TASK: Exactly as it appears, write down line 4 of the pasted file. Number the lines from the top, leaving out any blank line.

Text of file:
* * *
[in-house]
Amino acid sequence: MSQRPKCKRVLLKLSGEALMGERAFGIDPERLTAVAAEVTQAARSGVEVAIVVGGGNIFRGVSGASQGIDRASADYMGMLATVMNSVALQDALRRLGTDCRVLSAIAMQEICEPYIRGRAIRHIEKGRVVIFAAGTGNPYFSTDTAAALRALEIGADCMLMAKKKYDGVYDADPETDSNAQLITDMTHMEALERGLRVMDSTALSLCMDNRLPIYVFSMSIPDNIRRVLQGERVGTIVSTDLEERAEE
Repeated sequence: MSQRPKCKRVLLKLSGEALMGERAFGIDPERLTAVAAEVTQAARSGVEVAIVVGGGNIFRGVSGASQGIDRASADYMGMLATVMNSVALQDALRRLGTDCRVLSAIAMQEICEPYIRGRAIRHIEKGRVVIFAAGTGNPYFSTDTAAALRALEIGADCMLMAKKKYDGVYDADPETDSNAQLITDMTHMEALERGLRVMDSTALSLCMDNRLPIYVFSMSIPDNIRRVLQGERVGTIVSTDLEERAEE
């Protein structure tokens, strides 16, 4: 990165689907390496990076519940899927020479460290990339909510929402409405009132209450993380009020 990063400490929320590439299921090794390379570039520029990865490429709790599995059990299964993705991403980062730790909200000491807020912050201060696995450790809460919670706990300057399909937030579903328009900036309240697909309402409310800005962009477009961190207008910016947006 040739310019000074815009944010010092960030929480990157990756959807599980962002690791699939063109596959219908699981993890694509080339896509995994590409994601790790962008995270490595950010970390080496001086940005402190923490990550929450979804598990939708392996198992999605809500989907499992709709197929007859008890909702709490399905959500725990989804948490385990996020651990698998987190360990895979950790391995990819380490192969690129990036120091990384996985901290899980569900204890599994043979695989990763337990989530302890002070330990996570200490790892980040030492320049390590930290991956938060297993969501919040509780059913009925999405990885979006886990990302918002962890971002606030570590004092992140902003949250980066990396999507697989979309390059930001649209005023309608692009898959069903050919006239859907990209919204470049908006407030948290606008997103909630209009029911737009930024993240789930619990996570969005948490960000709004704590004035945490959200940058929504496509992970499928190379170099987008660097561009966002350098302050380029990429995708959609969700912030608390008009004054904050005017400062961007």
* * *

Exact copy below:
């Protein structure tokens, strides 16, 4: 990165689907390496990076519940899927020479460290990339909510929402409405009132209450993380009020 990063400490929320590439299921090794390379570039520029990865490429709790599995059990299964993705991403980062730790909200000491807020912050201060696995450790809460919670706990300057399909937030579903328009900036309240697909309402409310800005962009477009961190207008910016947006 040739310019000074815009944010010092960030929480990157990756959807599980962002690791699939063109596959219908699981993890694509080339896509995994590409994601790790962008995270490595950010970390080496001086940005402190923490990550929450979804598990939708392996198992999605809500989907499992709709197929007859008890909702709490399905959500725990989804948490385990996020651990698998987190360990895979950790391995990819380490192969690129990036120091990384996985901290899980569900204890599994043979695989990763337990989530302890002070330990996570200490790892980040030492320049390590930290991956938060297993969501919040509780059913009925999405990885979006886990990302918002962890971002606030570590004092992140902003949250980066990396999507697989979309390059930001649209005023309608692009898959069903050919006239859907990209919204470049908006407030948290606008997103909630209009029911737009930024993240789930619990996570969005948490960000709004704590004035945490959200940058929504496509992970499928190379170099987008660097561009966002350098302050380029990429995708959609969700912030608390008009004054904050005017400062961007």